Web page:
If you are too far out for shooting- that is, if the breaker is going past you before curling over and spreading -the best plan is to "ride" it.
Instead of throwing yourself into it, as in shooting, keep yourself upright, and
when it meets you spring forcibly, and it will carry you gracefully into its summit, and, continuing on its onward course, let you glide gently down on the other side.
Don try to shoot  when you are too far out; either adopt the above method or dive through the wave.
If there are two or more large billows approaching in rapid succession (large breakers generally come in threes) it is advisable to dive through the foremost of them and shoot on the last.
The last is generally the largest, and therefore the best for shooting on.
Besides, if you come in on the first you will meet the others in shallow water after they have broken
and spread.

Photo by Hall & Co., Sydney.

An ingenious little contrivance for assisting the bather in shooting, is an oblong board, about twelve by sixteen inches in dimensIon.
This is held out in front of the bather, and, kept in front of the incoming surf, it produces the maximum of speed for the minimum of exertion.
The board requires some practice for its successful manipulation, and it is not permissible on crowded beaches, where it is sure to interfere with other bathers.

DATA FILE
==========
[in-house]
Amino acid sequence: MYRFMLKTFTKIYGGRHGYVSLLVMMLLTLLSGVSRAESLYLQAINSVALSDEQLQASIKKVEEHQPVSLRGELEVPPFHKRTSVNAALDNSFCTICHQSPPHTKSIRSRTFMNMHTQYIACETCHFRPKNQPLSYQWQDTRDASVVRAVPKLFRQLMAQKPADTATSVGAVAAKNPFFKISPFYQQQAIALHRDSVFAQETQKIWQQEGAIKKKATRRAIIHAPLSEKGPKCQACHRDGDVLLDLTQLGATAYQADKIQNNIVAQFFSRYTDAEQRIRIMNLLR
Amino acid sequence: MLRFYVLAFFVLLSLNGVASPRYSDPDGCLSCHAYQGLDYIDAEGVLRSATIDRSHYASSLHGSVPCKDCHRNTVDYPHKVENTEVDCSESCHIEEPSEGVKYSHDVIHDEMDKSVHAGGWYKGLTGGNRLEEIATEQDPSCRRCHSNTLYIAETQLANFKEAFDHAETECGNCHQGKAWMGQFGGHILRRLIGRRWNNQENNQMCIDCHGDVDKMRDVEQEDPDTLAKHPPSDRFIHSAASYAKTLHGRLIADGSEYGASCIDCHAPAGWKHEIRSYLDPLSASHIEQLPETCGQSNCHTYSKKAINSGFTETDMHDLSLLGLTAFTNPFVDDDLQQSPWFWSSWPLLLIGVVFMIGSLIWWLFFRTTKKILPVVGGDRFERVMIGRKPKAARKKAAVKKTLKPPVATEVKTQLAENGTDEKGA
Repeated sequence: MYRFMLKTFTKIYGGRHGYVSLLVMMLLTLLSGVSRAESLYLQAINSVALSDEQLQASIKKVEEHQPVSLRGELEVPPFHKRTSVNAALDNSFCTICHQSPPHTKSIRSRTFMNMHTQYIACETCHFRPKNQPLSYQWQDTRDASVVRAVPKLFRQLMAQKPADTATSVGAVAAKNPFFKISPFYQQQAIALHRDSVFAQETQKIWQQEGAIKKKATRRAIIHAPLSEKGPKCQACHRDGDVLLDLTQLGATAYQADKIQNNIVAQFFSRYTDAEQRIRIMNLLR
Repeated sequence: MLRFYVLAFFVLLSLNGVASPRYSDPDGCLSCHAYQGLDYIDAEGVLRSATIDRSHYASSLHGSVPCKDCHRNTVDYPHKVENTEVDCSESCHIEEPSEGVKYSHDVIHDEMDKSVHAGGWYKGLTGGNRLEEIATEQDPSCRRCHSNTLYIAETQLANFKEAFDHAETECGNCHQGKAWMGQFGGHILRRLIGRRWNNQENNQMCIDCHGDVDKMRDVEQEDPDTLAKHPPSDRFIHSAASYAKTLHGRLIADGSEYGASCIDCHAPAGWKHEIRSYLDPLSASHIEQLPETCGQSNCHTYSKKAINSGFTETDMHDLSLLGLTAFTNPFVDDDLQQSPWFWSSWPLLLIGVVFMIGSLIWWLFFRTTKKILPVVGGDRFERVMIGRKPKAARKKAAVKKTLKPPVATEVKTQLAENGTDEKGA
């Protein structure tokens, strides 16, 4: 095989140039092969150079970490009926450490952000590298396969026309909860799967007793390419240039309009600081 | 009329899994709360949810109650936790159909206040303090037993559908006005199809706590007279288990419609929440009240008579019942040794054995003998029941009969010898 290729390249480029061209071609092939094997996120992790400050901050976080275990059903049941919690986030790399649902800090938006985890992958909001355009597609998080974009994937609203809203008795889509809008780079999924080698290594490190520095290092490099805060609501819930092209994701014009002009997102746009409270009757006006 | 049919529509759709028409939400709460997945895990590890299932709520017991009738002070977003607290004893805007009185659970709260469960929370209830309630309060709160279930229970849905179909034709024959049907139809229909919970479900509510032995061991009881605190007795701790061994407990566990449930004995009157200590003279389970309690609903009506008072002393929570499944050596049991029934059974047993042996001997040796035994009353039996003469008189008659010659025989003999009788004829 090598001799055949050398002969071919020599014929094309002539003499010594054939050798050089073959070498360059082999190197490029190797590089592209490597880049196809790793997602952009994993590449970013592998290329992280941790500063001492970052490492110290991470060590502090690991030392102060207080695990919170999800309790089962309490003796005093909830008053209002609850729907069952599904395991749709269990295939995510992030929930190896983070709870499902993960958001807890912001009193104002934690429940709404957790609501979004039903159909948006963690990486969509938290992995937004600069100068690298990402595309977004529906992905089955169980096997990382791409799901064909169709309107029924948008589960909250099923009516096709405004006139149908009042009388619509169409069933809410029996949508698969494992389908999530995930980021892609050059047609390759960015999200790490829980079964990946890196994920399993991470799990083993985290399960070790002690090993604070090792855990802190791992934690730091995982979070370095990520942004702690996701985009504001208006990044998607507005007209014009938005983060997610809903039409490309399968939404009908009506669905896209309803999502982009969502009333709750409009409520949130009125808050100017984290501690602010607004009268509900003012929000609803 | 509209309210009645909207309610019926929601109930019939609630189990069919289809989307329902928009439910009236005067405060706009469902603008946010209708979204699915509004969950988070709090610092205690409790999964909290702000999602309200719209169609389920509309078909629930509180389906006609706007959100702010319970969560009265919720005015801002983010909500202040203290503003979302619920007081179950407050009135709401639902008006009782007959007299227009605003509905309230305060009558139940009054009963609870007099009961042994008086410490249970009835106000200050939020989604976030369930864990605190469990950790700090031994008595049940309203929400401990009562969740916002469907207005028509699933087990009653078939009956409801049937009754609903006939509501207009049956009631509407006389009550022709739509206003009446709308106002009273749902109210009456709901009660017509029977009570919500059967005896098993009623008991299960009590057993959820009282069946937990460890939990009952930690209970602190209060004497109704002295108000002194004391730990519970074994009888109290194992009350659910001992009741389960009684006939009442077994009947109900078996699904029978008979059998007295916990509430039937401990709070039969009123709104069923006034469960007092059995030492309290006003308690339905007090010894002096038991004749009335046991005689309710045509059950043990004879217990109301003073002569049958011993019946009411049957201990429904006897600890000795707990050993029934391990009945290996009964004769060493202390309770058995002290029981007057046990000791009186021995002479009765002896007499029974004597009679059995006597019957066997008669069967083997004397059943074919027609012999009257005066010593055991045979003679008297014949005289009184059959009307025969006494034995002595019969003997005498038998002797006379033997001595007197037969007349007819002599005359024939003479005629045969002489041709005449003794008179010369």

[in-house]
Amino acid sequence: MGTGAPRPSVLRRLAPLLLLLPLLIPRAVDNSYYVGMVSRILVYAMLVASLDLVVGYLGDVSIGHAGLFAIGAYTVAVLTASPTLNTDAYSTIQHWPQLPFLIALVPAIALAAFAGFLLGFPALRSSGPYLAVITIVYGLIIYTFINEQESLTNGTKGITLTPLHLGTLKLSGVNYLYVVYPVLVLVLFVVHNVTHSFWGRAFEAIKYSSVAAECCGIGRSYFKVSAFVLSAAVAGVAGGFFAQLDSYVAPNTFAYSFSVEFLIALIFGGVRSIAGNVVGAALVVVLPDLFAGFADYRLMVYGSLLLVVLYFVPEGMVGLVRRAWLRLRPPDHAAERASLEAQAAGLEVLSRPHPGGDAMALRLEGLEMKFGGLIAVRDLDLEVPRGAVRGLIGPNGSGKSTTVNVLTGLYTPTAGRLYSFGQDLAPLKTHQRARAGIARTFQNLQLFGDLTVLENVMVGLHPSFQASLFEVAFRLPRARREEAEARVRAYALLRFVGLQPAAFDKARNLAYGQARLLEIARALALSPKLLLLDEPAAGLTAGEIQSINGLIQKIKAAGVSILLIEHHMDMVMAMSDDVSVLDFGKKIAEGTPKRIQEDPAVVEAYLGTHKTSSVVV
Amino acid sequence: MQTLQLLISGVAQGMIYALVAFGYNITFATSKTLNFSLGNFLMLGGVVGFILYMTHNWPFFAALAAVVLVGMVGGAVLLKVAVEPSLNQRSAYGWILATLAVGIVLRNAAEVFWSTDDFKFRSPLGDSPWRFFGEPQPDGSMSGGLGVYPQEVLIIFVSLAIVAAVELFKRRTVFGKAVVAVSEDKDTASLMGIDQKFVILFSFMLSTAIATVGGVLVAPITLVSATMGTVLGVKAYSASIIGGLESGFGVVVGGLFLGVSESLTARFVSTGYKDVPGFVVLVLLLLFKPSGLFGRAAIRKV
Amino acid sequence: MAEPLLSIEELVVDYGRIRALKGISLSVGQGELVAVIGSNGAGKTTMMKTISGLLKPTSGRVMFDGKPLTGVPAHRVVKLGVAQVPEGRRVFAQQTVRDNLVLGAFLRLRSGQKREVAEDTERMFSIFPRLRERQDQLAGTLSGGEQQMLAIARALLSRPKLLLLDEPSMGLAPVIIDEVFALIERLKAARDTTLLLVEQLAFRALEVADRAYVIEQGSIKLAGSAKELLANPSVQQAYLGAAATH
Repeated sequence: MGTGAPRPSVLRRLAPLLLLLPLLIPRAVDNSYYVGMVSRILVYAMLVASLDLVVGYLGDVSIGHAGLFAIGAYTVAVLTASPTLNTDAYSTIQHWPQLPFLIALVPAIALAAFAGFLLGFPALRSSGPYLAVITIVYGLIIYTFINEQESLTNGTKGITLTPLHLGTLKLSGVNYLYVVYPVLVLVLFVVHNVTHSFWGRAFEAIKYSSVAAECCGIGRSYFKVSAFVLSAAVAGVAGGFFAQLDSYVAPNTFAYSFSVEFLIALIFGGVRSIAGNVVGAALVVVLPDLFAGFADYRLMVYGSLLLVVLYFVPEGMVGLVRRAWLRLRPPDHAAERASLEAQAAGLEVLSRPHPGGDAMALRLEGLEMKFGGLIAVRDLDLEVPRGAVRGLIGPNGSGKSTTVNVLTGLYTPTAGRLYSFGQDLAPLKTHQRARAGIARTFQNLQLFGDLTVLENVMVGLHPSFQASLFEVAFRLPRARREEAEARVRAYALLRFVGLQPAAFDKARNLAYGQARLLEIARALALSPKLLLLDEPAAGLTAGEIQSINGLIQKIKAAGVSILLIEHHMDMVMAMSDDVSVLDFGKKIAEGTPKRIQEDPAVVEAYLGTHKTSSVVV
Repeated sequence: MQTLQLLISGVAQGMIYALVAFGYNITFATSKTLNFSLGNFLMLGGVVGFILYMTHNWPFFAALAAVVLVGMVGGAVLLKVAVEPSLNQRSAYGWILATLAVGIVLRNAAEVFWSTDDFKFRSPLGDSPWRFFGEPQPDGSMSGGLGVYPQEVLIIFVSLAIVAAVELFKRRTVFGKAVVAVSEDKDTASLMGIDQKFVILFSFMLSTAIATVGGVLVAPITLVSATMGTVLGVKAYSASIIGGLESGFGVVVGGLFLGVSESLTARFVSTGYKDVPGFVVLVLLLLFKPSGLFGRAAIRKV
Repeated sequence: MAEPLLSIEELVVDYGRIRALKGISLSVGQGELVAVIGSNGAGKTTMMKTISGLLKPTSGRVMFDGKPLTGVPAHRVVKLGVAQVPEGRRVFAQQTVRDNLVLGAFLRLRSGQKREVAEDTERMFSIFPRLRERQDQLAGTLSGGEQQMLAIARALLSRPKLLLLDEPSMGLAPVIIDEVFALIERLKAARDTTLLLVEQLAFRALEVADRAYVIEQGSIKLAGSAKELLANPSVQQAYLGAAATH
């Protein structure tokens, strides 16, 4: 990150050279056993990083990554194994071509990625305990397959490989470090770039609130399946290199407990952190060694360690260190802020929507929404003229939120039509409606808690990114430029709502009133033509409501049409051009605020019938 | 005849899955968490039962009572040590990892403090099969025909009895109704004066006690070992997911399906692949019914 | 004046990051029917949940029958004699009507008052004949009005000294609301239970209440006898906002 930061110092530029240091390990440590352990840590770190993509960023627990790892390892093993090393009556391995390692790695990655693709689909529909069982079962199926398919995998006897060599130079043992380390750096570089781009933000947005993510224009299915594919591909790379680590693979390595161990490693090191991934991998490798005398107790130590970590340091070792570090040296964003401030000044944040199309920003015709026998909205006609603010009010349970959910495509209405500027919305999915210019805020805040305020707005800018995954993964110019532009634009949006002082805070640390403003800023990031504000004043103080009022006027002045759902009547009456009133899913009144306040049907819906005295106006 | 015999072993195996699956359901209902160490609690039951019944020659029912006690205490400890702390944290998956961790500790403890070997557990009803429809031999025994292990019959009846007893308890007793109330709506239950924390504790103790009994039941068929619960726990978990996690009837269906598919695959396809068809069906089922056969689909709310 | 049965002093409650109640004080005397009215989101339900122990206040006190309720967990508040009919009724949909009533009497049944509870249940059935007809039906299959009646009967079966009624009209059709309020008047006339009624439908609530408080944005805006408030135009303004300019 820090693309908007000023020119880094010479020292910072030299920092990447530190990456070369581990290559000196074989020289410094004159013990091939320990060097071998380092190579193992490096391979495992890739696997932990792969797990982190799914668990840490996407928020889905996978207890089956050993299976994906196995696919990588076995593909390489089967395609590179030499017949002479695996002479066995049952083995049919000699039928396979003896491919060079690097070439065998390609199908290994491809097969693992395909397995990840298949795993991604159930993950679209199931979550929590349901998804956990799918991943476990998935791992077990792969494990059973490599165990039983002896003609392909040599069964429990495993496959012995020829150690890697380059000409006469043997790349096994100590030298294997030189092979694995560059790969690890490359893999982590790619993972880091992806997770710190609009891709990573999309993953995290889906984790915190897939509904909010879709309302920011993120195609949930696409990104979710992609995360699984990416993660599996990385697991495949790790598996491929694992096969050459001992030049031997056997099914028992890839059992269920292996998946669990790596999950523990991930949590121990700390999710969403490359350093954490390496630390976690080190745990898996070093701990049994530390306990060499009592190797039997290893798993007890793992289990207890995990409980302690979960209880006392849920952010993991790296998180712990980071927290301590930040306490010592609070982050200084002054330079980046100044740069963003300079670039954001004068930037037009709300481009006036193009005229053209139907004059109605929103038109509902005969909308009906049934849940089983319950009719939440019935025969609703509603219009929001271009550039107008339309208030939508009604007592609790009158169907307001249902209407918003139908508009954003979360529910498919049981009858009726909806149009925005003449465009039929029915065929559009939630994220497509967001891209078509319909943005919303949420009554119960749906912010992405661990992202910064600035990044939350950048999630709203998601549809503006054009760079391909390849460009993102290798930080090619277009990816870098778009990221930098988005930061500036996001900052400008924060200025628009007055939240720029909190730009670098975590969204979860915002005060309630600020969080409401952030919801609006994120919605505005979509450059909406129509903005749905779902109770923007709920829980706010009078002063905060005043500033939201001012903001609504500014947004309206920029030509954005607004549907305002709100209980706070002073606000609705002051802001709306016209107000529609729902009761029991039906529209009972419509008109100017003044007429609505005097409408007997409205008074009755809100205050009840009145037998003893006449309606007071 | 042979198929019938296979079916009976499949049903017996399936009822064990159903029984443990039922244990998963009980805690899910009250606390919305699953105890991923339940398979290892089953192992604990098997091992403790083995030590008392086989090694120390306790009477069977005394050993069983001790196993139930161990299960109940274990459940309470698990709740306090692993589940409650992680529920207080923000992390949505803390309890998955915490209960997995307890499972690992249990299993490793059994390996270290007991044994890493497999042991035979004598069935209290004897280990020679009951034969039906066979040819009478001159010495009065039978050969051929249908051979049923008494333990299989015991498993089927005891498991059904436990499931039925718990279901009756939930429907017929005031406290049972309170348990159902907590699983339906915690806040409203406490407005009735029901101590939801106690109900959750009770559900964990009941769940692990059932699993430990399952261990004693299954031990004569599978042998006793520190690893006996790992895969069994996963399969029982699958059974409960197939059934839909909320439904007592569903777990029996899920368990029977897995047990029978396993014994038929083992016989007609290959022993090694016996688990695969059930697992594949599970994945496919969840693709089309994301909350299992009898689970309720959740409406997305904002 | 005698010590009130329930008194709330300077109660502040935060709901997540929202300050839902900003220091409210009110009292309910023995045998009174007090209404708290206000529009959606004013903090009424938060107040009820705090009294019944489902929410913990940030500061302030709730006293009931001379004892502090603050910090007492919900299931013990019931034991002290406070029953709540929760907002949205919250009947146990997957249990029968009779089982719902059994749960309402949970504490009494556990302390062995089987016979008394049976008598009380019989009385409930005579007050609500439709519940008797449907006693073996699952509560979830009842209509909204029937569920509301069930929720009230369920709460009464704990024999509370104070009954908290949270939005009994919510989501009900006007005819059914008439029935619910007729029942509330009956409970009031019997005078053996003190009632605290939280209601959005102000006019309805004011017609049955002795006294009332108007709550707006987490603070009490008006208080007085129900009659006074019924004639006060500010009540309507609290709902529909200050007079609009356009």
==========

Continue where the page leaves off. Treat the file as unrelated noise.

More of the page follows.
No doubt, with the knowledge that l comes from experience, the bather will discover new methods, but I am sure he will always find that those indicated above are the most useful.
I have chosen them only after confering with a number of the most experienced surf-bathers in Australia; and where difference of opinion has existed between these I have come to
a decision by actual experiments in the breakers.
When a breaker is approaching, the bather must decide ...

Page 7

... quickly which method he will adopt, and act with decision and judgment.

The necessity for exercising care and prudence cannot be too often or too forcibly impressed upon surf-bathers. Thoughtless persons frequently allow their better judgment to be overcome by a desire to impress their friends with a sense of their skill. Stupidity is not courage: and carelessness or recklessness may possibly be the cause of bringing into reproach one of the healthiest and most invigorating of pastimes.

(In the foreground a bather is seen in the act of diving under a wave.)
Photo by Hall & Co., Sydney.

Harris, Phil: Surf-Bathing in New South Wales.
The Red Funnel 
27 Rattay Street, Dunedin, New Zealand. 
Volume V, Number 1, August 1907 
Pages 1 to 7. 

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Geoff Cater (2008) : Phil Harris : Surf-Bathing in NSW, 1907.